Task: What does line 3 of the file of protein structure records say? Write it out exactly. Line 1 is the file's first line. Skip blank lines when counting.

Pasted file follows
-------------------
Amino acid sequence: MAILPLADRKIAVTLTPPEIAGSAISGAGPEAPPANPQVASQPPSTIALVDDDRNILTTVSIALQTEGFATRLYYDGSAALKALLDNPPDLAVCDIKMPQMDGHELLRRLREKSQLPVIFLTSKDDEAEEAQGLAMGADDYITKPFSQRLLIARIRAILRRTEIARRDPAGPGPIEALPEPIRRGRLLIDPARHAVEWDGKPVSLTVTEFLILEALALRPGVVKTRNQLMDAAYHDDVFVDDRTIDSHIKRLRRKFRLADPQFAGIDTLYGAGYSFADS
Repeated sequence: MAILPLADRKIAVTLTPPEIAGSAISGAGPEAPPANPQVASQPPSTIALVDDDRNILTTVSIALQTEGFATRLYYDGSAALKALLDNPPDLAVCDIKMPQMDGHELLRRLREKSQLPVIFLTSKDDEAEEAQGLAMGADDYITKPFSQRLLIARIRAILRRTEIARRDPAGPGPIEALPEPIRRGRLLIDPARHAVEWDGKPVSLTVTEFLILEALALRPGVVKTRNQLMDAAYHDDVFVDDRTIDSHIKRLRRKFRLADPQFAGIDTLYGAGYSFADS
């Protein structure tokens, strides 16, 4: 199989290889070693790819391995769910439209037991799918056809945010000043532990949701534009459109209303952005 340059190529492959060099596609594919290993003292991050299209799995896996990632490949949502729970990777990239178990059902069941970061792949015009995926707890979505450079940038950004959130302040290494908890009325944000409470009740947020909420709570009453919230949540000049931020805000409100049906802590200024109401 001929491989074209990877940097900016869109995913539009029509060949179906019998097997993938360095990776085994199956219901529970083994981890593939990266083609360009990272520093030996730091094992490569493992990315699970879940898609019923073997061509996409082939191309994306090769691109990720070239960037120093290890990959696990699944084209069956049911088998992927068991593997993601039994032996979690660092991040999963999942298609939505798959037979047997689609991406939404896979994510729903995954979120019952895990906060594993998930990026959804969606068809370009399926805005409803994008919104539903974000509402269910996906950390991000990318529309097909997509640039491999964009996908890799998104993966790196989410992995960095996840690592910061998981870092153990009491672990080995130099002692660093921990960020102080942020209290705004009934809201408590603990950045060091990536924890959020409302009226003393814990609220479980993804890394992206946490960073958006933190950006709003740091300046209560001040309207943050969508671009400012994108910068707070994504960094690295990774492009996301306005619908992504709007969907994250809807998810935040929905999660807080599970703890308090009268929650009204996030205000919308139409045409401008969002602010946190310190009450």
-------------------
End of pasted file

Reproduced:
């Protein structure tokens, strides 16, 4: 199989290889070693790819391995769910439209037991799918056809945010000043532990949701534009459109209303952005 340059190529492959060099596609594919290993003292991050299209799995896996990632490949949502729970990777990239178990059902069941970061792949015009995926707890979505450079940038950004959130302040290494908890009325944000409470009740947020909420709570009453919230949540000049931020805000409100049906802590200024109401 001929491989074209990877940097900016869109995913539009029509060949179906019998097997993938360095990776085994199956219901529970083994981890593939990266083609360009990272520093030996730091094992490569493992990315699970879940898609019923073997061509996409082939191309994306090769691109990720070239960037120093290890990959696990699944084209069956049911088998992927068991593997993601039994032996979690660092991040999963999942298609939505798959037979047997689609991406939404896979994510729903995954979120019952895990906060594993998930990026959804969606068809370009399926805005409803994008919104539903974000509402269910996906950390991000990318529309097909997509640039491999964009996908890799998104993966790196989410992995960095996840690592910061998981870092153990009491672990080995130099002692660093921990960020102080942020209290705004009934809201408590603990950045060091990536924890959020409302009226003393814990609220479980993804890394992206946490960073958006933190950006709003740091300046209560001040309207943050969508671009400012994108910068707070994504960094690295990774492009996301306005619908992504709007969907994250809807998810935040929905999660807080599970703890308090009268929650009204996030205000919308139409045409401008969002602010946190310190009450």